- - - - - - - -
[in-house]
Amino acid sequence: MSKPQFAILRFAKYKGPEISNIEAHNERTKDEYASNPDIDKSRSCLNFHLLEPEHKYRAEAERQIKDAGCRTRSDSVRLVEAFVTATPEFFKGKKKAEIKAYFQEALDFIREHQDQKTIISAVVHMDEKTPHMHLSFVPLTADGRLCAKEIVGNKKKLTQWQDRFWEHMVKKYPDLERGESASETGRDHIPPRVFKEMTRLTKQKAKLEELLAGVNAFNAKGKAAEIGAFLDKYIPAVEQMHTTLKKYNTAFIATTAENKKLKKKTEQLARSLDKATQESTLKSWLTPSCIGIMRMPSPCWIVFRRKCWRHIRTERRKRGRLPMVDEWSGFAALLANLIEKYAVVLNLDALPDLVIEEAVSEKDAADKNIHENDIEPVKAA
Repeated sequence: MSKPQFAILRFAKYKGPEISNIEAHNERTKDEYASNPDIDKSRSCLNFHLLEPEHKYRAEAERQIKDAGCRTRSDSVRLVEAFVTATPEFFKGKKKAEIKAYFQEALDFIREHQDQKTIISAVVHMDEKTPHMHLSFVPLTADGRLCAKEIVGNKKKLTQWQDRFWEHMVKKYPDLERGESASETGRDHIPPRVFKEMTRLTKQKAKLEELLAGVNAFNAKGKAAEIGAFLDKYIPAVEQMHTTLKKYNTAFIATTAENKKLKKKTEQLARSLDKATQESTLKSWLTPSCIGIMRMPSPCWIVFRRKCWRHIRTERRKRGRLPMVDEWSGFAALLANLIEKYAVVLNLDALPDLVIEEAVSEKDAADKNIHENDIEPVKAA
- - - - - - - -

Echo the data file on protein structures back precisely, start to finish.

[in-house]
Amino acid sequence: MSKPQFAILRFAKYKGPEISNIEAHNERTKDEYASNPDIDKSRSCLNFHLLEPEHKYRAEAERQIKDAGCRTRSDSVRLVEAFVTATPEFFKGKKKAEIKAYFQEALDFIREHQDQKTIISAVVHMDEKTPHMHLSFVPLTADGRLCAKEIVGNKKKLTQWQDRFWEHMVKKYPDLERGESASETGRDHIPPRVFKEMTRLTKQKAKLEELLAGVNAFNAKGKAAEIGAFLDKYIPAVEQMHTTLKKYNTAFIATTAENKKLKKKTEQLARSLDKATQESTLKSWLTPSCIGIMRMPSPCWIVFRRKCWRHIRTERRKRGRLPMVDEWSGFAALLANLIEKYAVVLNLDALPDLVIEEAVSEKDAADKNIHENDIEPVKAA
Repeated sequence: MSKPQFAILRFAKYKGPEISNIEAHNERTKDEYASNPDIDKSRSCLNFHLLEPEHKYRAEAERQIKDAGCRTRSDSVRLVEAFVTATPEFFKGKKKAEIKAYFQEALDFIREHQDQKTIISAVVHMDEKTPHMHLSFVPLTADGRLCAKEIVGNKKKLTQWQDRFWEHMVKKYPDLERGESASETGRDHIPPRVFKEMTRLTKQKAKLEELLAGVNAFNAKGKAAEIGAFLDKYIPAVEQMHTTLKKYNTAFIATTAENKKLKKKTEQLARSLDKATQESTLKSWLTPSCIGIMRMPSPCWIVFRRKCWRHIRTERRKRGRLPMVDEWSGFAALLANLIEKYAVVLNLDALPDLVIEEAVSEKDAADKNIHENDIEPVKAA